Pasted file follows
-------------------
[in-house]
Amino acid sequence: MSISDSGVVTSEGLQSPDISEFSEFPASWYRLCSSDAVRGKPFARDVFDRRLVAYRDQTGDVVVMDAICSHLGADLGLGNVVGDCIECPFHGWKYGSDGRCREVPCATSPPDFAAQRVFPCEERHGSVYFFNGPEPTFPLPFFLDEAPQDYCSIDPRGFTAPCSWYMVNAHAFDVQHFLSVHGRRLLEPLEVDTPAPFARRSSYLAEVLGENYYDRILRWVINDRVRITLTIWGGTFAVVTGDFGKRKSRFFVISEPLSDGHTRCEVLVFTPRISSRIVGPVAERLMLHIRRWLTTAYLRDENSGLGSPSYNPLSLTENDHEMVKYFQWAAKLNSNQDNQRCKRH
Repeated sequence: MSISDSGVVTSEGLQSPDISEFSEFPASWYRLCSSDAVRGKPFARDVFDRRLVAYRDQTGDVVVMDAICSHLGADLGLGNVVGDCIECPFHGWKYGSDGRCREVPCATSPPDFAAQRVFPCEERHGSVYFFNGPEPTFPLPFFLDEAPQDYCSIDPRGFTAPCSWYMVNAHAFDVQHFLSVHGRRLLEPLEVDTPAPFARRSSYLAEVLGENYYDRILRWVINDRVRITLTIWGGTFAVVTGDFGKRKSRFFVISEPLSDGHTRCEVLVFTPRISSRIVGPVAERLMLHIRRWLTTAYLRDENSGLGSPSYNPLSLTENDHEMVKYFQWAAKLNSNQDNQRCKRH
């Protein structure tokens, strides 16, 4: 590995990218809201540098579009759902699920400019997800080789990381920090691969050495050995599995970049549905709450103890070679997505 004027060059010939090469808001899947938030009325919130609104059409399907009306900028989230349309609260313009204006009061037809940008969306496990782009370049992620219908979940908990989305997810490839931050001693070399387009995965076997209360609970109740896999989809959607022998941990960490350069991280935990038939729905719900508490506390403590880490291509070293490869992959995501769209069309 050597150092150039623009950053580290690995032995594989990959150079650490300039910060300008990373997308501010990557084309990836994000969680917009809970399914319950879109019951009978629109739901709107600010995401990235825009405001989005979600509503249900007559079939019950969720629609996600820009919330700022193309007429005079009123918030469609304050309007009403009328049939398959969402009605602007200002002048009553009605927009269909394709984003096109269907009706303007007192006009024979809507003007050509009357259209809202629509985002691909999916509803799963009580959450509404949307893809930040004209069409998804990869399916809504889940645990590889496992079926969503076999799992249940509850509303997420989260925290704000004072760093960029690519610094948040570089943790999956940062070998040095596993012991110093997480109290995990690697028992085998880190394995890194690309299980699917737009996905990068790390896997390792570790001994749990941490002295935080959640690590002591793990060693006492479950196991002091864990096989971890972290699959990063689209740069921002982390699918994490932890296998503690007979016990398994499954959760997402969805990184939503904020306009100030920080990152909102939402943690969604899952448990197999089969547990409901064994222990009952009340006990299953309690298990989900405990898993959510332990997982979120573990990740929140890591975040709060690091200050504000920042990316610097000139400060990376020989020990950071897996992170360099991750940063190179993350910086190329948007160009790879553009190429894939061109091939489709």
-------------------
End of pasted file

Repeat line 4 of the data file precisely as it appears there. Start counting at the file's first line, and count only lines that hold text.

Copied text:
């Protein structure tokens, strides 16, 4: 590995990218809201540098579009759902699920400019997800080789990381920090691969050495050995599995970049549905709450103890070679997505 004027060059010939090469808001899947938030009325919130609104059409399907009306900028989230349309609260313009204006009061037809940008969306496990782009370049992620219908979940908990989305997810490839931050001693070399387009995965076997209360609970109740896999989809959607022998941990960490350069991280935990038939729905719900508490506390403590880490291509070293490869992959995501769209069309 050597150092150039623009950053580290690995032995594989990959150079650490300039910060300008990373997308501010990557084309990836994000969680917009809970399914319950879109019951009978629109739901709107600010995401990235825009405001989005979600509503249900007559079939019950969720629609996600820009919330700022193309007429005079009123918030469609304050309007009403009328049939398959969402009605602007200002002048009553009605927009269909394709984003096109269907009706303007007192006009024979809507003007050509009357259209809202629509985002691909999916509803799963009580959450509404949307893809930040004209069409998804990869399916809504889940645990590889496992079926969503076999799992249940509850509303997420989260925290704000004072760093960029690519610094948040570089943790999956940062070998040095596993012991110093997480109290995990690697028992085998880190394995890194690309299980699917737009996905990068790390896997390792570790001994749990941490002295935080959640690590002591793990060693006492479950196991002091864990096989971890972290699959990063689209740069921002982390699918994490932890296998503690007979016990398994499954959760997402969805990184939503904020306009100030920080990152909102939402943690969604899952448990197999089969547990409901064994222990009952009340006990299953309690298990989900405990898993959510332990997982979120573990990740929140890591975040709060690091200050504000920042990316610097000139400060990376020989020990950071897996992170360099991750940063190179993350910086190329948007160009790879553009190429894939061109091939489709």